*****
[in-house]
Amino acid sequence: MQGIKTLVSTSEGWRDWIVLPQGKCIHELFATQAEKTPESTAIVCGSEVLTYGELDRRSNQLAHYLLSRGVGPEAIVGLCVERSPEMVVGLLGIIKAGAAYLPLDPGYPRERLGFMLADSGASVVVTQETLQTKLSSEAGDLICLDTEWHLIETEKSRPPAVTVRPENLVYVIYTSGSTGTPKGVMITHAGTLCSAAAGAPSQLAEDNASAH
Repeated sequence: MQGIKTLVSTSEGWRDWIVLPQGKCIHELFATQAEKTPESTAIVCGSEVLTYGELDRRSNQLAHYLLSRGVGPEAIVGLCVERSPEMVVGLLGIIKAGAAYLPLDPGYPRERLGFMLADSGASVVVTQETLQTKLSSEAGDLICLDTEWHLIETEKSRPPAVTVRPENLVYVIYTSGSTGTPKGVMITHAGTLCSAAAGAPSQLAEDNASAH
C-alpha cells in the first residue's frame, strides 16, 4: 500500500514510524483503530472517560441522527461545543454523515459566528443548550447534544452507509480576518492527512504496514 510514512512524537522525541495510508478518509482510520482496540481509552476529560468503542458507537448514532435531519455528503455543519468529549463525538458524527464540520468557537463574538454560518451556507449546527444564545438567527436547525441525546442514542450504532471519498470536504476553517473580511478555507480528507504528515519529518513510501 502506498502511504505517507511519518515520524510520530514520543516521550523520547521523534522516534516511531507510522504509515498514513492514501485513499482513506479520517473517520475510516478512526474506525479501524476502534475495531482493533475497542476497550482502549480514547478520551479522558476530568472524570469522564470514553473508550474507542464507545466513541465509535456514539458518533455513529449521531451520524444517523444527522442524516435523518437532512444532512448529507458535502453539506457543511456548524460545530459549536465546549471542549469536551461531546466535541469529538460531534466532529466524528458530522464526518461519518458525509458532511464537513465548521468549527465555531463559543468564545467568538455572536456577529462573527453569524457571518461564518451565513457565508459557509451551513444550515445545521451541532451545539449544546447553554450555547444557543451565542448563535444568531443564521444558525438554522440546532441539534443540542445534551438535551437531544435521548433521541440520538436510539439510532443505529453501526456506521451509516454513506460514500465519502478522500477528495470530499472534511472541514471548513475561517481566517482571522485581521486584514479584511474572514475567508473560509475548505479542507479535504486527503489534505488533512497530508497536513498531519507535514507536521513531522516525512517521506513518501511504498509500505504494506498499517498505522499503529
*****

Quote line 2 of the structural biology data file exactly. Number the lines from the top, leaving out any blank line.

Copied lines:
Amino acid sequence: MQGIKTLVSTSEGWRDWIVLPQGKCIHELFATQAEKTPESTAIVCGSEVLTYGELDRRSNQLAHYLLSRGVGPEAIVGLCVERSPEMVVGLLGIIKAGAAYLPLDPGYPRERLGFMLADSGASVVVTQETLQTKLSSEAGDLICLDTEWHLIETEKSRPPAVTVRPENLVYVIYTSGSTGTPKGVMITHAGTLCSAAAGAPSQLAEDNASAH